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Architecture and inherent robustness of a bacterial cell-cycle control system.

Authors
Type
Published Article
Journal
Proceedings of the National Academy of Sciences
1091-6490
Publisher
Proceedings of the National Academy of Sciences
Publication Date
Volume
105
Issue
32
Pages
11340–11345
Identifiers
DOI: 10.1073/pnas.0805258105
PMID: 18685108
Source
Medline
License
Unknown

Abstract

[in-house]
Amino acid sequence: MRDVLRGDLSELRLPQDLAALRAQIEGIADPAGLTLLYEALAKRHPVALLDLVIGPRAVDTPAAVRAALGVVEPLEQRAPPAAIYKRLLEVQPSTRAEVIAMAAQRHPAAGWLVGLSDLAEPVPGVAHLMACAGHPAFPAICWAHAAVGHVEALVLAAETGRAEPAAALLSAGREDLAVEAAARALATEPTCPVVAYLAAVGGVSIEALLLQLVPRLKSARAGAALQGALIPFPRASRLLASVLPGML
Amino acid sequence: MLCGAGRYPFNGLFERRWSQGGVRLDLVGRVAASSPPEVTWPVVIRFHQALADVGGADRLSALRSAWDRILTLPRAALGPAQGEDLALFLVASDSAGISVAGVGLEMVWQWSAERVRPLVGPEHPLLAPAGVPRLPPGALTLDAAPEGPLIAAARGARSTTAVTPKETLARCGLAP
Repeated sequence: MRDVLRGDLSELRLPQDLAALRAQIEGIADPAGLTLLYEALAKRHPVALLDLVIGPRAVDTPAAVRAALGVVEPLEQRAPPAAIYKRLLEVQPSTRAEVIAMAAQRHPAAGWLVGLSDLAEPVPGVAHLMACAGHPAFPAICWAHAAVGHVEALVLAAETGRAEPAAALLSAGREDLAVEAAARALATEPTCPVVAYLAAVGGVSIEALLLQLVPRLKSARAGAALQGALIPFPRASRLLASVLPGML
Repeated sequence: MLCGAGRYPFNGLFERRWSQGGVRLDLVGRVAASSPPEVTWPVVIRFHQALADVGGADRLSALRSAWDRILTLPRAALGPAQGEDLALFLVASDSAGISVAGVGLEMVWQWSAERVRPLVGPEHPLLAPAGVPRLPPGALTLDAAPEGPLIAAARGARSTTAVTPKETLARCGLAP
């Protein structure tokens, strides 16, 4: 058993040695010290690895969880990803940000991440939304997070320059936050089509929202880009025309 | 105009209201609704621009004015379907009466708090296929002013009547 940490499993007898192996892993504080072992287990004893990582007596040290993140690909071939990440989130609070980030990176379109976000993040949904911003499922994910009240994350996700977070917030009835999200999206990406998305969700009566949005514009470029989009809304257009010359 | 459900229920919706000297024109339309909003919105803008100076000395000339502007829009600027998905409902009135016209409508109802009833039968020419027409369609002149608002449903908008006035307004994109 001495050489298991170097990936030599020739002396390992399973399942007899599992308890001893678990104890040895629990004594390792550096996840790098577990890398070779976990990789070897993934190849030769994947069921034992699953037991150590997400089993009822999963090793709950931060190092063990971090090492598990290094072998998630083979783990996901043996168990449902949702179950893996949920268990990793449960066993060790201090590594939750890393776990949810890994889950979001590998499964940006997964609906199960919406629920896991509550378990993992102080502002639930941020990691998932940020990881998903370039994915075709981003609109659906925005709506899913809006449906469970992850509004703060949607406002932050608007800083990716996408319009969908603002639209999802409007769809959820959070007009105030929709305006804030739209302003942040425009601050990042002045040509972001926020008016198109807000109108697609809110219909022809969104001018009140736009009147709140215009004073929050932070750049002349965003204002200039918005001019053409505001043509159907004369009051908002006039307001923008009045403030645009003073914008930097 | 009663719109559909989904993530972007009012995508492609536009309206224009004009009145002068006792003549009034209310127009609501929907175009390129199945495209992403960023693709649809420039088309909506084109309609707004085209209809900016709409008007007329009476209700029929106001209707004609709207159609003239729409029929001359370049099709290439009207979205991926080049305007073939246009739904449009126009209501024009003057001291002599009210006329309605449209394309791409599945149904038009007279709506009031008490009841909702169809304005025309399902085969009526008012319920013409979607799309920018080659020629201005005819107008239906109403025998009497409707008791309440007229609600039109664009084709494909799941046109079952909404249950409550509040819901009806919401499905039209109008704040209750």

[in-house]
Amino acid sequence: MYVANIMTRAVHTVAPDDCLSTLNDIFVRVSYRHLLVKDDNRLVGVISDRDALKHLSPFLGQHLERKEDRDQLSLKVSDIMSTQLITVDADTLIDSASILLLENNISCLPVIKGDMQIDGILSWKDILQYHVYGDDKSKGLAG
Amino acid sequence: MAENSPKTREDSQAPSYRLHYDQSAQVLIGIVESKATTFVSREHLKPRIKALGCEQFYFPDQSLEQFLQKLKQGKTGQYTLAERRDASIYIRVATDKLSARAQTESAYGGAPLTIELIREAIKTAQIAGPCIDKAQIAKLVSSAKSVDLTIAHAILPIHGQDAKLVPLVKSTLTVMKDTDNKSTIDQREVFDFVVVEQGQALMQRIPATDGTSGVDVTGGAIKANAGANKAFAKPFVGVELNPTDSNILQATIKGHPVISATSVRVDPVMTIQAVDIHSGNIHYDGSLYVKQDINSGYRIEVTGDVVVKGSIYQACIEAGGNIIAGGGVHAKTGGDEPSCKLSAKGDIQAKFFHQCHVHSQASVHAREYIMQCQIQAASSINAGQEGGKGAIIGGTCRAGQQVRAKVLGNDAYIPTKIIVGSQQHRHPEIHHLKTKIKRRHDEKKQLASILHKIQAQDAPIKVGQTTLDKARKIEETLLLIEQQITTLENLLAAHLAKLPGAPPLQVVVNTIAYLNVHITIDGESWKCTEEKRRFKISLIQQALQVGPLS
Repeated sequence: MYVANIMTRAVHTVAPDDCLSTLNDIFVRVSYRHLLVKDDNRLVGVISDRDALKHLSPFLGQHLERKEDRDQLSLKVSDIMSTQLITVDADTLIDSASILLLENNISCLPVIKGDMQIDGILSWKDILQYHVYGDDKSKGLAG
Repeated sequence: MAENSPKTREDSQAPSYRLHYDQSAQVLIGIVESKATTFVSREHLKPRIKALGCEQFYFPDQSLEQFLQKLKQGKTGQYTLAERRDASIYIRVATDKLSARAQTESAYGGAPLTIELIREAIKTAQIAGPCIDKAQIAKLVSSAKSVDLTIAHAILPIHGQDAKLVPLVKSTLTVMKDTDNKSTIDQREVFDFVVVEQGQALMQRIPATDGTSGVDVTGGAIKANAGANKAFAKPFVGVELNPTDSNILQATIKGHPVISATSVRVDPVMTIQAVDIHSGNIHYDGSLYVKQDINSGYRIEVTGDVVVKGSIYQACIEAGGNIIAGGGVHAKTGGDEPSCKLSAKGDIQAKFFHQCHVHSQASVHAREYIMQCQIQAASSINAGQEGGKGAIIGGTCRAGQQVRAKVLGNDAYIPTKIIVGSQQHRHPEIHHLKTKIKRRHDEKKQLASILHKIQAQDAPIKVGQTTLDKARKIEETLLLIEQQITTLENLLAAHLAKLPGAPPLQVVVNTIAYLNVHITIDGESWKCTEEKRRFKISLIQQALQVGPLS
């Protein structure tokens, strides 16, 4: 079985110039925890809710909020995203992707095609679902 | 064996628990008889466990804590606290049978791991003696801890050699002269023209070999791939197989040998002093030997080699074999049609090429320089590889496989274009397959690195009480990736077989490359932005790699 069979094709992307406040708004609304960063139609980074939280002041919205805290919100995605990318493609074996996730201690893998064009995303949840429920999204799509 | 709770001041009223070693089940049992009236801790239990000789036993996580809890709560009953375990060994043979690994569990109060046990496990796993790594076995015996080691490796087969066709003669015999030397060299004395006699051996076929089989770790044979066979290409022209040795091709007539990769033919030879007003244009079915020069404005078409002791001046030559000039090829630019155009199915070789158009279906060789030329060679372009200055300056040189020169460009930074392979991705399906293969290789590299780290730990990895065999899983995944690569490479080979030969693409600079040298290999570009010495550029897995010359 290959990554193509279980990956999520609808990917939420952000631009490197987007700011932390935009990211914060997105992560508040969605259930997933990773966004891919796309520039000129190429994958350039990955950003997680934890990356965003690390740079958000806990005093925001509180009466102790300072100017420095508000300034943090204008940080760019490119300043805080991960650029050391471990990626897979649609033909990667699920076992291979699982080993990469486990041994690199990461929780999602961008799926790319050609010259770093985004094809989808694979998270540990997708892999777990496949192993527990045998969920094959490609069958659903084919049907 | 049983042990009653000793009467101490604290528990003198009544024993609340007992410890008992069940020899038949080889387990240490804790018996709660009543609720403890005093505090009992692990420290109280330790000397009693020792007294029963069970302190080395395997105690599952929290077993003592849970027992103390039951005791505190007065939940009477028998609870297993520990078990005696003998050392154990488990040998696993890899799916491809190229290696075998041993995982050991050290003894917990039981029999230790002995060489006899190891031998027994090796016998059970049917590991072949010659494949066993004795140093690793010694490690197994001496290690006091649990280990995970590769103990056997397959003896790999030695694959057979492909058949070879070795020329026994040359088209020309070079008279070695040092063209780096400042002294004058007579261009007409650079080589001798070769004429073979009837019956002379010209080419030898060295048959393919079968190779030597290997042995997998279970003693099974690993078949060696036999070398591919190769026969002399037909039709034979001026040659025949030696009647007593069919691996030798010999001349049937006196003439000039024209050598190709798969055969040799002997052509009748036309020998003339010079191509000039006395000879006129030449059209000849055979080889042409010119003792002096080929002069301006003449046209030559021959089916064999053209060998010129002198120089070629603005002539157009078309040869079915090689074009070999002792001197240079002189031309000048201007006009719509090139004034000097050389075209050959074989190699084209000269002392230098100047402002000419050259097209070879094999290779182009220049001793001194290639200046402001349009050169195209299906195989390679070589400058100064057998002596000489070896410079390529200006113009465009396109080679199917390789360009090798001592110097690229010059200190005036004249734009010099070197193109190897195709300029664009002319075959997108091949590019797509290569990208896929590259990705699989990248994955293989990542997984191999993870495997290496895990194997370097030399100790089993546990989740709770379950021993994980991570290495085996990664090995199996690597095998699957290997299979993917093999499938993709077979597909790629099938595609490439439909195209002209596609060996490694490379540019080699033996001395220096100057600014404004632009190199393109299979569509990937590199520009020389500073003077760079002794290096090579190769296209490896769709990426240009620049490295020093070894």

A closed-loop control system drives progression of the coupled stalked and swarmer cell cycles of the bacterium Caulobacter crescentus in a near-mechanical step-like fashion. The cell-cycle control has a cyclical genetic circuit composed of four regulatory proteins with tight coupling to processive chromosome replication and cell division subsystems. We report a hybrid simulation of the coupled cell-cycle control system, including asymmetric cell division and responses to external starvation signals, that replicates mRNA and protein concentration patterns and is consistent with observed mutant phenotypes. An asynchronous sequential digital circuit model equivalent to the validated simulation model was created. Formal model-checking analysis of the digital circuit showed that the cell-cycle control is robust to intrinsic stochastic variations in reaction rates and nutrient supply, and that it reliably stops and restarts to accommodate nutrient starvation. Model checking also showed that mechanisms involving methylation-state changes in regulatory promoter regions during DNA replication increase the robustness of the cell-cycle control. The hybrid cell-cycle simulation implementation is inherently extensible and provides a promising approach for development of whole-cell behavioral models that can replicate the observed functionality of the cell and its responses to changing environmental conditions.

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